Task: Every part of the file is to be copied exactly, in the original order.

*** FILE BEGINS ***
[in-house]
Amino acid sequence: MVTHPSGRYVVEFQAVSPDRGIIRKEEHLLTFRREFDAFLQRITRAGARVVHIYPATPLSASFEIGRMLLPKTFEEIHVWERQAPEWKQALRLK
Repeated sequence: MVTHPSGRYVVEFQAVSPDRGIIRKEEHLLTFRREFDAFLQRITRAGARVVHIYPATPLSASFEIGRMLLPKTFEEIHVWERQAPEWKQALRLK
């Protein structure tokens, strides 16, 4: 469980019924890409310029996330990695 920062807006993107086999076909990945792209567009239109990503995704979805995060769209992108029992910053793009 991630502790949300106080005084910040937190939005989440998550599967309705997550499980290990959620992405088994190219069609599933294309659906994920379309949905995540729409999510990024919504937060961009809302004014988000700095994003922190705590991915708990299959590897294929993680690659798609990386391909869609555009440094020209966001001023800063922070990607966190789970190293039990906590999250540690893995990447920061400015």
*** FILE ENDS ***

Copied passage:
[in-house]
Amino acid sequence: MVTHPSGRYVVEFQAVSPDRGIIRKEEHLLTFRREFDAFLQRITRAGARVVHIYPATPLSASFEIGRMLLPKTFEEIHVWERQAPEWKQALRLK
Repeated sequence: MVTHPSGRYVVEFQAVSPDRGIIRKEEHLLTFRREFDAFLQRITRAGARVVHIYPATPLSASFEIGRMLLPKTFEEIHVWERQAPEWKQALRLK
């Protein structure tokens, strides 16, 4: 469980019924890409310029996330990695 920062807006993107086999076909990945792209567009239109990503995704979805995060769209992108029992910053793009 991630502790949300106080005084910040937190939005989440998550599967309705997550499980290990959620992405088994190219069609599933294309659906994920379309949905995540729409999510990024919504937060961009809302004014988000700095994003922190705590991915708990299959590897294929993680690659798609990386391909869609555009440094020209966001001023800063922070990607966190789970190293039990906590999250540690893995990447920061400015």